The boss of the City watchdog has said that authorities need to look more closely at a system which allowed failed finance company Greensill to operate in the UK without a licence.
Greensill was able to do some of its business by piggybacking off US-based Mirabella Advisers, which is licensed in the UK.
It meant that Mirabella had the responsibility to ensure that Greensill was playing according to the rules, while Greensill itself was not regulated by the Financial Conduct Authority (FCA).
The system which made Greensill an “appointed representative” of Mirabella, which was known as the principle.
The appointed representative system was launched in the 1980s to allow small, self-employed providers to not each have to get a license and be overseen by the regulators.
“It’s evolved over time, I certainly don’t think it would be proportionate for the FCA to supervise a sole trader that’s selling insurance in their local market, or a self-employed mortgage broker .. and that’s what the regime was designed for,” said FCA boss Nikhil Rathi.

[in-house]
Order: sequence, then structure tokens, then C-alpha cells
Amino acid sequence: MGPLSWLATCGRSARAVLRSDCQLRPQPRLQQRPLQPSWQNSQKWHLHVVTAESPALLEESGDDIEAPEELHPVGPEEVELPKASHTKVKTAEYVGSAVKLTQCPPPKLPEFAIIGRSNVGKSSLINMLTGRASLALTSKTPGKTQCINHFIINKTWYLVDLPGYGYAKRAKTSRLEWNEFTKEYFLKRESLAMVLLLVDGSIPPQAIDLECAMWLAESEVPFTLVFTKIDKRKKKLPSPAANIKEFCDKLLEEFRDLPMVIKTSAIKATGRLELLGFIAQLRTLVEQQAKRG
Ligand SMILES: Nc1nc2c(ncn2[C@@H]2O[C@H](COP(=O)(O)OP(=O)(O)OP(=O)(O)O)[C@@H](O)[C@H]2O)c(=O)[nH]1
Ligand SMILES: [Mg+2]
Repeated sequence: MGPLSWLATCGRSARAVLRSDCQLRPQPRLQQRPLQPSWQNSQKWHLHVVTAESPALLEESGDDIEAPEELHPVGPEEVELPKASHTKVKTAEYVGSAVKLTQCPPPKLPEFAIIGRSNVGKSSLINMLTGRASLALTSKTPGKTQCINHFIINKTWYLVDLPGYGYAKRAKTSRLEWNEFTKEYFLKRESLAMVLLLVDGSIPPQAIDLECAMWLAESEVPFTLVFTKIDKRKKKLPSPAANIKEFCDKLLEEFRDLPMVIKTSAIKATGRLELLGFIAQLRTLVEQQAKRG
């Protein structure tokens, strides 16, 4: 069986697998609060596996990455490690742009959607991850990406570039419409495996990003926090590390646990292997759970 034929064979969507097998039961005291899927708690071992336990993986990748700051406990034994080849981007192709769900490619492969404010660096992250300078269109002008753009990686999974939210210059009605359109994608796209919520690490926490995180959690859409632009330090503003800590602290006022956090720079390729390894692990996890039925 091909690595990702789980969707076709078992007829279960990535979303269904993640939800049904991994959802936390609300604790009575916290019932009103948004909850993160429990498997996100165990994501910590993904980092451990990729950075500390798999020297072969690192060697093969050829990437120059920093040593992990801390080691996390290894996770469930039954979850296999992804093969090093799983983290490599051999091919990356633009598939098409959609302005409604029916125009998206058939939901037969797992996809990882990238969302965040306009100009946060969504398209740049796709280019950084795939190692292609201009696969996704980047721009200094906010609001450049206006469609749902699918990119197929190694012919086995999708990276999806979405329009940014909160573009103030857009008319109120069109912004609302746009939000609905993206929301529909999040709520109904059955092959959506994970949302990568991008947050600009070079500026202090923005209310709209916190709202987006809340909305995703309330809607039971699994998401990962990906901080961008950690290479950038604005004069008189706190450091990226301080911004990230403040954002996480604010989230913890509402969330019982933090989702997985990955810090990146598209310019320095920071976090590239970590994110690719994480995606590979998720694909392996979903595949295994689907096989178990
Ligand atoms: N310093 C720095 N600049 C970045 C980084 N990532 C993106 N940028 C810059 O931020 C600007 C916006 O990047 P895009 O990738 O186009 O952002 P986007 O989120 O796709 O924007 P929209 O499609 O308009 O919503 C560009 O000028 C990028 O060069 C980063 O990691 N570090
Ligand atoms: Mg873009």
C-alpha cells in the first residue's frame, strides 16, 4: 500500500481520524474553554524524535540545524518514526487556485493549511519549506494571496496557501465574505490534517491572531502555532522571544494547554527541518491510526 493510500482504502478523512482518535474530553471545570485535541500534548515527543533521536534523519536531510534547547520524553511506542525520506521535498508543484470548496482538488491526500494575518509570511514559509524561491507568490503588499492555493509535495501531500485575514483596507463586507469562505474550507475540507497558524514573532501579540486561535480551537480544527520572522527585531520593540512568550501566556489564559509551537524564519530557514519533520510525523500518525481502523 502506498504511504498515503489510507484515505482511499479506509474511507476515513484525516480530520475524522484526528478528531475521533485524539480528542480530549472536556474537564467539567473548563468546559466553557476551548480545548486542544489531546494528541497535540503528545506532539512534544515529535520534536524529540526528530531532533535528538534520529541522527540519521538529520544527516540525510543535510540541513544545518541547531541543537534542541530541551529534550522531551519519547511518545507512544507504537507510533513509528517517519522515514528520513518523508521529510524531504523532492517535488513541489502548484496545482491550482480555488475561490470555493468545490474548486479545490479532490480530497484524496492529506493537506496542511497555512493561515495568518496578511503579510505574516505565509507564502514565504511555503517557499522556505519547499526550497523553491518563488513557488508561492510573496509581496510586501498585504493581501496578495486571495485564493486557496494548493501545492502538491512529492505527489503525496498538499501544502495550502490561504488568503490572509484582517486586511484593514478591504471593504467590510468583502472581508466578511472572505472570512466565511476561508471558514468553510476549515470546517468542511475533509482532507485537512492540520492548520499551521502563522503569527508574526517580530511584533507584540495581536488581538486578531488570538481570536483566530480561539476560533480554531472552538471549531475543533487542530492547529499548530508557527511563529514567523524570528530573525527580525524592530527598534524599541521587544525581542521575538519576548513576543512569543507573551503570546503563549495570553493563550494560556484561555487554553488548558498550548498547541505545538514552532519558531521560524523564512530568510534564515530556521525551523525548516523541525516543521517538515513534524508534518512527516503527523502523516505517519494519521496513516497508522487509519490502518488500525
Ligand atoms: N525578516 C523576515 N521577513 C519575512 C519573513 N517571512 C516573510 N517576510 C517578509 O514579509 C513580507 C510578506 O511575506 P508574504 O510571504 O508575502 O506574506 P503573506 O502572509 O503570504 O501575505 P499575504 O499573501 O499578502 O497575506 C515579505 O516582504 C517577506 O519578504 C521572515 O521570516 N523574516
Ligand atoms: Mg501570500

“It’s moved into much more complex areas, and it’s quite liberal in terms of the range of activities an appointed representative can undertake … basically everything other than deposit taking and managing investments.
“That feels to me like we need to be looking much more closely at the systems of control that the principle has in place and potentially also placing some restrictions on the scale of business that can be undertaken through this mechanism.”
The collapse of Greensill has sent shockwaves through its customers, with speculation that some of them may go out of business, putting thousands of jobs at risk.
According to some estimates, the taxpayer might end up being on the line for billions of pounds due to the collapse.
Although that is for now merely speculation.
It has also sparked a lobbying controversy, as former prime minister David Cameron worked with Greensill.